Skip navigation

A scoping review of the qualitative literature reporting experiences of living with a stoma for inflammatory bowel disease

A scoping review of the qualitative literature reporting experiences of living with a stoma for inflammatory bowel disease

Essex, Ryan ORCID: 0000-0003-3497-3137 , Booth, Lesley, Sirois, Fuschia, Burch, Jennifer and Dibley, Lesley ORCID: 0000-0001-7964-7672 (2024) A scoping review of the qualitative literature reporting experiences of living with a stoma for inflammatory bowel disease. Journal of Advanced Nursing. ISSN 0309-2402 (Print), 1365-2648 (Online) (In Press)

[img] PDF (AAM)
47176_ESSEX_A_scoping_review_of_the_qualitative_literature_reporting_experiences_of_living_with_a_+stoma_for_inflammatory_bowel_disease.pdf - Accepted Version
Restricted to Repository staff only

Download (293kB) | Request a copy

Abstract

Aims: Surgical treatment for inflammatory bowel disease potentially includes stoma formation. Although positive clinical outcomes are widely reported, patients’ responses to stoma surgery, including coming to terms with and adjusting to the stoma, vary widely. This scoping review charts the qualitative literature addressing the question: What is known about any personal psychosocial and quality of life factors that inform adjustment to living well with an intestinal stoma for IBD?
Design: A scoping review was employed.
Data sources: Searches of Scopus, Web of Science, CINAHL, Medline and PsycInfo in August 2023.
Review methods: Levac et al’s (2010) methodology was followed. PRISMA-ScR guidelines were adhered to.
Results: Thirteen cross-sectional studies were included, involving a total of 142 participants. Four themes were identified: 1) Facilitative factors; 2) Barriers to adjustment; 3) Personal attributes; and 4) Time and temporality. Data indicate that personal and psychological factors influence adjustment, but not how this occurs. Adjustment takes longer to achieve than is conventionally (clinically) expected.
Conclusion: All available evidence is cross-sectional. The identified gap in the evidence is the notable lack of longitudinal research to assess, monitor, and understand the complex process of adjustment in people with IBD having stoma-forming surgery. Detailed understanding of the process of adjustment would enable more targeted support for patients preparing for, and learning to live with, a stoma for inflammatory bowel disease.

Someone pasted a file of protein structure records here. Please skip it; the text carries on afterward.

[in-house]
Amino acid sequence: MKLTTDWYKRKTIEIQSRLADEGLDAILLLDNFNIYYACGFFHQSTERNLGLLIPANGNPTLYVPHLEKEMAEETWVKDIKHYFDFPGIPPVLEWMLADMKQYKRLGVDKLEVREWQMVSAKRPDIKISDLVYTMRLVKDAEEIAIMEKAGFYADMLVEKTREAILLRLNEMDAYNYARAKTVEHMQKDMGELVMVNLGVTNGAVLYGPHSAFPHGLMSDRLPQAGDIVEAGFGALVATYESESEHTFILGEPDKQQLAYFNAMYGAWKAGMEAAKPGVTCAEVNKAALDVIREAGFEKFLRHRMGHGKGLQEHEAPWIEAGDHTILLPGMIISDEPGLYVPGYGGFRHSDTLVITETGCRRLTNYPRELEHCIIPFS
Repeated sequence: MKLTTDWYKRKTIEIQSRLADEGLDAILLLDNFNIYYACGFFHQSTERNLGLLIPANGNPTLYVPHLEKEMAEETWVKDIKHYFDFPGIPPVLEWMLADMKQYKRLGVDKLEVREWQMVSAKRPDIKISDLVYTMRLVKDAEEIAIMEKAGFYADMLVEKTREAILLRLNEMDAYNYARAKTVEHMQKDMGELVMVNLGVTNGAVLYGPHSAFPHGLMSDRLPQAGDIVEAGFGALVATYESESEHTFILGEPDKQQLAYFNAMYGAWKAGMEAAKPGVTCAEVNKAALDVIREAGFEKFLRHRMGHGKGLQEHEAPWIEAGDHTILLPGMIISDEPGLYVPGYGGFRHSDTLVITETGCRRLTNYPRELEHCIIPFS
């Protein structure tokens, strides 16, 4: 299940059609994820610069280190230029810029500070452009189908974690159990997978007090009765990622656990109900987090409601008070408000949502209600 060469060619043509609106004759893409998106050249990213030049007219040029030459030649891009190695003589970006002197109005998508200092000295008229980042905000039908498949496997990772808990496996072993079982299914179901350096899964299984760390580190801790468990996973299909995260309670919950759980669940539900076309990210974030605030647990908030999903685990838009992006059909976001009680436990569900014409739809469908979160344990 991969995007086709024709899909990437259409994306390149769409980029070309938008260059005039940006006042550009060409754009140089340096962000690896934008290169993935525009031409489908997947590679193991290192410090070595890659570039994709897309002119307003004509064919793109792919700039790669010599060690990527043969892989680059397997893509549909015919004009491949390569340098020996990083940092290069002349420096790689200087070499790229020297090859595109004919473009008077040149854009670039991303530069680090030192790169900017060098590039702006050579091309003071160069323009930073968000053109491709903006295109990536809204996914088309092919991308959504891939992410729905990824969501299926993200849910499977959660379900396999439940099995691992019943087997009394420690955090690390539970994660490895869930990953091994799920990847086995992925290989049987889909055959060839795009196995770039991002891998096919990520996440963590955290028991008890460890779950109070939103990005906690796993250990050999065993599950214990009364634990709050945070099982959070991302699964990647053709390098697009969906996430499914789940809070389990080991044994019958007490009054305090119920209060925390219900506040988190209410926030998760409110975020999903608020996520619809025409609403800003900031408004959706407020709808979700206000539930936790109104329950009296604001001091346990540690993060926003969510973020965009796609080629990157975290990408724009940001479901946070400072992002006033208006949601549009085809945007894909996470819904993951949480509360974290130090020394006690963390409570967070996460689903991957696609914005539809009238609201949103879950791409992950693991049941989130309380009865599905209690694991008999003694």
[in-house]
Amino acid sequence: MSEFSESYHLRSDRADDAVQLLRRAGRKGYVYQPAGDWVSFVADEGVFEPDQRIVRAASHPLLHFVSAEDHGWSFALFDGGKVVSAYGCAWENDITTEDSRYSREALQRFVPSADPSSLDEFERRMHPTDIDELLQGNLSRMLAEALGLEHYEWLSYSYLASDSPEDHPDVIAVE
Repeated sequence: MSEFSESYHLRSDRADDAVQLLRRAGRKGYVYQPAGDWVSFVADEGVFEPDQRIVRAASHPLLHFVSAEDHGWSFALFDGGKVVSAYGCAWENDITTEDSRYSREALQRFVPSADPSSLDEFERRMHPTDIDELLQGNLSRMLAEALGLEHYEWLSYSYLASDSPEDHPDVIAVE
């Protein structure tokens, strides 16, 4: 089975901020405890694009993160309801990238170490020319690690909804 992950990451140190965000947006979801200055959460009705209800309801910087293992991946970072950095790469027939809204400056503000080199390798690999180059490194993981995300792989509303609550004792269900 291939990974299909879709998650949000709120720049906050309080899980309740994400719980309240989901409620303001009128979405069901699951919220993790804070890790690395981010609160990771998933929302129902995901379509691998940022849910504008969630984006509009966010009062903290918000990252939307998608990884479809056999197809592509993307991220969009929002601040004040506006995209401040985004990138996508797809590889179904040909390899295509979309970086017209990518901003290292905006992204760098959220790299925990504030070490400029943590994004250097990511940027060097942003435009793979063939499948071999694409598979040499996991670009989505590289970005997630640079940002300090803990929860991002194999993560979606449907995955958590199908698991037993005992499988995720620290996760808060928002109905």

Impact: This paper highlights the need to understand the multiple personal and psychosocial factors that affect adjustment to life with a stoma and identifies that adjustment takes significantly longer than the few weeks required to become competent in managing the stoma.

Item Type: Article
Uncontrolled Keywords: attributes; barriers; facilitators; inflammatory bowel diseases; ostomy
Subjects: R Medicine > R Medicine (General)
R Medicine > RB Pathology
Z Bibliography. Library Science. Information Resources > ZA Information resources
Faculty / School / Research Centre / Research Group: Faculty of Education, Health & Human Sciences
Faculty of Education, Health & Human Sciences > Institute for Lifecourse Development
Faculty of Education, Health & Human Sciences > Institute for Lifecourse Development > Centre for Chronic Illness and Ageing
Faculty of Education, Health & Human Sciences > Institute for Lifecourse Development > Centre for Professional Workforce Development
Faculty of Education, Health & Human Sciences > School of Health Sciences (HEA)
Last Modified: 13 May 2024 13:47
URI: http://gala.gre.ac.uk/id/eprint/47176

Actions (login required)

View Item View Item

Downloads

Downloads per month over past year

View more statistics